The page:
When I started out programming computers, many years ago, I learned two phrases: “Garbage in, garbage out” and “Computers only do what you tell them to do”.
I’ve been thinking of both of those phrases for different reasons the last fortnight.
“Computer says no”
But I’ve also been battling the scourge of modern living: the phone and online help systems.
Sky, Virgin and others all encourage you to manage your account online. By “manage” they mean “buy more stuff” – if you want to save money, downgrade or leave, well you just have to phone up. And the call centre system doesn’t have the same records as the online version, so your userid and password aren’t recognised.
That’s why, every time I phoned up Sky on behalf of my mum, they wouldn’t do anything, even though I could log in to the account via web and their app. Why aren’t these systems connected?
As I write, I’ve been on hold to Virgin Media for 15 minutes. They offered me a new V6 TiVo; all fine, except my Series Links aren’t there and I could now see the adult channels. Fixing both of those issues was something I could do myself, if I’d been given the information beforehand; but I was advised to phone up. Then hold for 15 minutes, before the bloke who answered said “wrong team” and transferred me to the correct (and very helpful) team. Why not give out the correct number in the first place? And why do they think my account is at the house I sold four years ago?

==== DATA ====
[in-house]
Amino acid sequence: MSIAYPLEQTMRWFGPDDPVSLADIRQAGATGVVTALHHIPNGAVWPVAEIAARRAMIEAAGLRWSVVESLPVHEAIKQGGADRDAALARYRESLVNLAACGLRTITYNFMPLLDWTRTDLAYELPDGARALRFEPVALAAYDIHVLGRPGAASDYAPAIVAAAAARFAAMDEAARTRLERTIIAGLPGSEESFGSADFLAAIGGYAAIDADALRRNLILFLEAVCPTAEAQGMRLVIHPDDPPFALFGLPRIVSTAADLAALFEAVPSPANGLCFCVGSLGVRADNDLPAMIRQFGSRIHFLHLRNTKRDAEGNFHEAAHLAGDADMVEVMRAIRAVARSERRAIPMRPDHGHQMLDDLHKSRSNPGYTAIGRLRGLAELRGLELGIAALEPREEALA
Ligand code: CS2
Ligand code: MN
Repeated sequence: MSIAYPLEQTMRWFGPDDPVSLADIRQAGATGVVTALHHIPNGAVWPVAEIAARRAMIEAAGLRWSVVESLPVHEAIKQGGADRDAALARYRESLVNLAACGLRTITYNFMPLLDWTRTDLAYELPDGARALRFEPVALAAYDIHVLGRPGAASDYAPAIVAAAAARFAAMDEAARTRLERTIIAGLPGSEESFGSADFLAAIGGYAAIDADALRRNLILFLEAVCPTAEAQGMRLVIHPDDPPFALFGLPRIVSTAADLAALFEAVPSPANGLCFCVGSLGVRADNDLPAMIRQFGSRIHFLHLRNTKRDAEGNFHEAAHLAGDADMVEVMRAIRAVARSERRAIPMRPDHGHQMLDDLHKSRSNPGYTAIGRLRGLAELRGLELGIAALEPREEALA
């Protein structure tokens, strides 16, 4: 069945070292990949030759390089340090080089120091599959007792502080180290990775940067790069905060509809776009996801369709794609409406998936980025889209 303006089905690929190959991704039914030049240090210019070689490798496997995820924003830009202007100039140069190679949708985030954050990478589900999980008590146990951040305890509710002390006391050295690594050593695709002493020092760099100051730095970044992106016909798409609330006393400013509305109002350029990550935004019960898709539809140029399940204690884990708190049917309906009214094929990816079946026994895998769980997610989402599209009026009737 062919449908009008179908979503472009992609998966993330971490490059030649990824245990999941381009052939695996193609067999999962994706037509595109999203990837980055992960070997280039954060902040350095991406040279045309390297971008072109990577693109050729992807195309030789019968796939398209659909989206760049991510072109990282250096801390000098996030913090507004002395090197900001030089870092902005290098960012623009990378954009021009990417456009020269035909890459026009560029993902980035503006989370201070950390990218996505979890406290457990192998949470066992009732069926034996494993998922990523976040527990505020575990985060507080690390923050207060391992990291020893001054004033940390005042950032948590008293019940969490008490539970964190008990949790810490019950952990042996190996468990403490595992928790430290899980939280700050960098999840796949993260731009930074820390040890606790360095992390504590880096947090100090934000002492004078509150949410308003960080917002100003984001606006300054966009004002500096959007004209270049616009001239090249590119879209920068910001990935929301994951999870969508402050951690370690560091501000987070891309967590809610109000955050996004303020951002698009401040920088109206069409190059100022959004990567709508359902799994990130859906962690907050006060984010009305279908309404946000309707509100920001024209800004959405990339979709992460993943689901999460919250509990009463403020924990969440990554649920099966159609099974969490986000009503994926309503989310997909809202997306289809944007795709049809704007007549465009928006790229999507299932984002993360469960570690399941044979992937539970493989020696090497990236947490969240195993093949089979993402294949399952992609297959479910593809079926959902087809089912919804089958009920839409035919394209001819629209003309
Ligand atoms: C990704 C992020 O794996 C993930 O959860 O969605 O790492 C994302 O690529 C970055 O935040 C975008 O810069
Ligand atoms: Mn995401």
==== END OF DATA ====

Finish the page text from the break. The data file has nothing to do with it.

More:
Sainsbury’s can’t deliver my shopping today because of the “adverse weather conditions.” These weather conditions have been forecast for some time, so why not prevent customers from trying to book those slots?
All those iOS apps that need updating, almost weekly, to fix bugs. Why not test them properly before releasing them into the wild?
My new favourite example: I logged on with my bank to get a new credit card. All fine, but then at the end it said I had to find and call in to my local branch with proof of my address. Said proof was my address, on a bank statement… from the same bank.
Madness, isn’t it?
People who worry about AI are right to do so; not because it will make us all redundant, or might inspire a Judgement Day-style apocalypse, but because AI systems start with humans. If we can’t even get our helpline and call centre systems set up properly, what chance to we have with anything else? Humanity won’t be doomed by the rise of the machines, but because someone didn’t test a few lines of code.